“We’ve been living in this house for 65 years. Each stone or sib of sand reminds us of our parents and ancestors. Our kids are scared. They keep asking us why the Israelis want to kick us out.” -Aref Hammad, a Palestinian resident of the Sheikh Jarrah neighborhood.
Located in East Jerusalem, the Arab neighborhood of Sheikh Jarrah was named after Hussam al-Din al-Jarrahi, the personal physician of Salah Aldin – the military leader whose army liberated Jerusalem from the Crusaders in the 12th century. He earned the title “Jarrah” (جراح), which means surgeon in Arabic, and was buried at the entrance of the village.
Today, over 500 residents of the neighborhood of Sheikh Jarrah are being arrested and faced with forced evictions, making room for the settlement of Israelis in the heart of Arab grounds. Fleur Hassan-Nahoum, the deputy mayor of Jerusalem adds another layer of tension with his claim that ‘it is not a political, but a legal dispute towards land ownership’, however, the case goes much deeper than this, as the barbaric behavior is part of a stronger push to change the whole demographic of Jerusalem, otherwise known as ethnic cleansing.
If we trace back to historical times, we can see that in:
- 1948: The Nakba took place, where many Palestinians were displaced due to the creation of the new State of Israel.
- 1948-1967: The West Bank was under Jordanian rule
- 1956: Around 28 refugee families lost their homes as an aftermath of the Nakba. The Jordanian Ministry of Construction and Development along with ‘UNRWA’ – a UN refugee agency, provided housing for them in Sheikh Jarrah neighborhood.
- During that same year, a contract was established for the Palestinian families where ownership would be transferred to them after 3 years from the completion of construction.
- 1967: Israel’s occupation of the West Bank terminated the registration of the houses under the families’ names (proof of ownership).
Sheikh Jarrah holds an important status in terms of Palestinian national heritage because members of respected families resided there during the time of the displacement. The rental lease that the Arab residents of the compound signed with the government of Jordan stated that:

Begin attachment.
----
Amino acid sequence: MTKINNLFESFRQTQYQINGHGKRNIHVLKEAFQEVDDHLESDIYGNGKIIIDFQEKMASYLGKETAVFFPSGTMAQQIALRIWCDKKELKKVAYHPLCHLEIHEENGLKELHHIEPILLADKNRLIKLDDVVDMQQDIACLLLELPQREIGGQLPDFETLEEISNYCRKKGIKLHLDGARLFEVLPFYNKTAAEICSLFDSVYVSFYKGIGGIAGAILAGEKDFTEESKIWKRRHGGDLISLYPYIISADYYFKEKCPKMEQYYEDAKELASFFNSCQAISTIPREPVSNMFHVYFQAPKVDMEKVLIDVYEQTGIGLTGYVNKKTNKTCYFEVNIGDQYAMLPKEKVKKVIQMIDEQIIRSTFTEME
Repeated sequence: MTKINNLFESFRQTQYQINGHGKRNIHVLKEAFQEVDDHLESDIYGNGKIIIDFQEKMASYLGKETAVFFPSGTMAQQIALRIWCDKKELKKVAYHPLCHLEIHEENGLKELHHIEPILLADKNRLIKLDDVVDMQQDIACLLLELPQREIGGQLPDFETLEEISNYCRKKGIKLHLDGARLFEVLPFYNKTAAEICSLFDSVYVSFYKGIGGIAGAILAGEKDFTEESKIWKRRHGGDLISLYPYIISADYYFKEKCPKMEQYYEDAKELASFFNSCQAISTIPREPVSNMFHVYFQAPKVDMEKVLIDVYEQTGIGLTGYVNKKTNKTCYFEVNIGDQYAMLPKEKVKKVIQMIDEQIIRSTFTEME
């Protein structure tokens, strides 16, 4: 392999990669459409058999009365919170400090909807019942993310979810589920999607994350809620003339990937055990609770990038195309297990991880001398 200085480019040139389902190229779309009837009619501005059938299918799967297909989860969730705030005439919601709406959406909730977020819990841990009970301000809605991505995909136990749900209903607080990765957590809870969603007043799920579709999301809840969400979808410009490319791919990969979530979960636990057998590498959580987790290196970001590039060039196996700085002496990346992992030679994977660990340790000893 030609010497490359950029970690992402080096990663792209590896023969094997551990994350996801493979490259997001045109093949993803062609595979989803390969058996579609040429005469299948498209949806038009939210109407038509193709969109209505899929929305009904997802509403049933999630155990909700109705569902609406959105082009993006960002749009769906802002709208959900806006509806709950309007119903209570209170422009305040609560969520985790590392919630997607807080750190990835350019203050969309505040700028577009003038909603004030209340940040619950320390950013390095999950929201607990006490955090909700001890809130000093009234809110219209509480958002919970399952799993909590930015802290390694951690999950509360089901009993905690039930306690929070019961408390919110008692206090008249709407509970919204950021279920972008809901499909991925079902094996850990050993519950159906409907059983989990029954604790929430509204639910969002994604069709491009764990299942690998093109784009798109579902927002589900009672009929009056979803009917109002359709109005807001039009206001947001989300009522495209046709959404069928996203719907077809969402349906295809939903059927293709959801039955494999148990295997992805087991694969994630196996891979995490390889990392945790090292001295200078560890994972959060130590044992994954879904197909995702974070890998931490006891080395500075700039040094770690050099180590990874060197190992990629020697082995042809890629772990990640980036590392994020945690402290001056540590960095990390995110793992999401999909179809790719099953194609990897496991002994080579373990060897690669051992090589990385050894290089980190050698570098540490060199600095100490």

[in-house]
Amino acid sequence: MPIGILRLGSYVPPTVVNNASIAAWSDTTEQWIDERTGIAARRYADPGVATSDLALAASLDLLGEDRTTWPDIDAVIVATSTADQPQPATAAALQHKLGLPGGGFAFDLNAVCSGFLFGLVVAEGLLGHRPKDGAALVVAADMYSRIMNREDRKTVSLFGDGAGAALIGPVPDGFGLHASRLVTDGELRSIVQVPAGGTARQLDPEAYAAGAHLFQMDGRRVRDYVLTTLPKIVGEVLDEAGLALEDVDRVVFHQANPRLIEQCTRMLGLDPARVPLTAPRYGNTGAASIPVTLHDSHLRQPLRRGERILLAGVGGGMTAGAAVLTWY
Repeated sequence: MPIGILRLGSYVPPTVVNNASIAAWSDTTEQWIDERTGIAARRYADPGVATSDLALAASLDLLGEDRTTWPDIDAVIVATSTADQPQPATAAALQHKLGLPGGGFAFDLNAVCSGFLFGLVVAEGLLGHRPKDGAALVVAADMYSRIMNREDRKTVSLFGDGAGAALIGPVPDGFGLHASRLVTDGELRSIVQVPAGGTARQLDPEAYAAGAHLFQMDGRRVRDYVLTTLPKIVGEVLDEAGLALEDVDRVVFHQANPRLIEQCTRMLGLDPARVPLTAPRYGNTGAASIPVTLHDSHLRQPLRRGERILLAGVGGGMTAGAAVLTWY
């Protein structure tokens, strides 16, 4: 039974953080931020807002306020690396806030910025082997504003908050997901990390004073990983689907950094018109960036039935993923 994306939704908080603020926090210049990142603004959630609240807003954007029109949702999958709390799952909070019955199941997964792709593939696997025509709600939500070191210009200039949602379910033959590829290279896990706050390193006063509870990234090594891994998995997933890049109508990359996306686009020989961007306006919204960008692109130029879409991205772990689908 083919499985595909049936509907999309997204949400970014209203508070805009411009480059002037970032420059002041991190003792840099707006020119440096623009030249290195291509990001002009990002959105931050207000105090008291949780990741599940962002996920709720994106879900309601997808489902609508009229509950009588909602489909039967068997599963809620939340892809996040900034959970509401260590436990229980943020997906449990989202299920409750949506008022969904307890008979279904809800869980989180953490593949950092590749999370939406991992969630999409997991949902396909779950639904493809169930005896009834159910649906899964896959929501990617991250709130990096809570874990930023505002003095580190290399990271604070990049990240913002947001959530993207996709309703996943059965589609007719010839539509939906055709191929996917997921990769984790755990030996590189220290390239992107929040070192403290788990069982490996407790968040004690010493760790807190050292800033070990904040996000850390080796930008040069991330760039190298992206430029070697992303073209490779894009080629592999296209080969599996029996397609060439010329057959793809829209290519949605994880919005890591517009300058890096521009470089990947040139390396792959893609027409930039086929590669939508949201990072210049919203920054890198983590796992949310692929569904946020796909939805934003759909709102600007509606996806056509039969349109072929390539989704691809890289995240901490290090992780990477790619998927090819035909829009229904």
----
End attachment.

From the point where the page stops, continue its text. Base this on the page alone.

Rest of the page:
‘the agreement does not in any way affect their rights in their country of origin, and if they return to their original homes they will be required to return the property in this neighborhood to the government of Jordan.’
During the year of the 1970 Aparethid Law, Israel established a rule on Legal and Administrative Affairs claiming that ‘Only Jews who lost their property in East Jerusalem in 1948 can reclaim that property.’
What is amusing is that this law has formed a segregation in Israel itself, where it excludes Arab-Israelis from its decision. In other words, the law only applies to purely Jewish-Israelis.
Some might argue that this piece of land was purchased by Jewish agencies in the late 19th century but taken by Jordan in the 1948 war. Still, it is easy to tamper with such statements as there is no evidence linked to it whatsoever. What remains a solid fact that is reflected in today’s reality is the violation of human rights of Palestinians. The feet that roamed the land of olive trees since the beginning were Palestinian. (Olive trees symbolize Palestinians’ attachment to their land because the trees are draught-resistant and grow under poor soil conditions, they represent the Palestinian’s resistance and resilience.)
It is a dream that one day, Palestine will receive the peace and relief it has been fighting for, in addition to putting a stop to the illegal expansion of Zionist settlers in occupied areas. As for now, Palestinians will persist in doing what they do best: never choosing silence, remaining until their very last breath.
As for you dear reader, I urge you to stay educated on the topic, repost social media content to raise awareness, and last but not least, understand that it is not ‘anti-semitic’ to be against the right-wing government of Israel.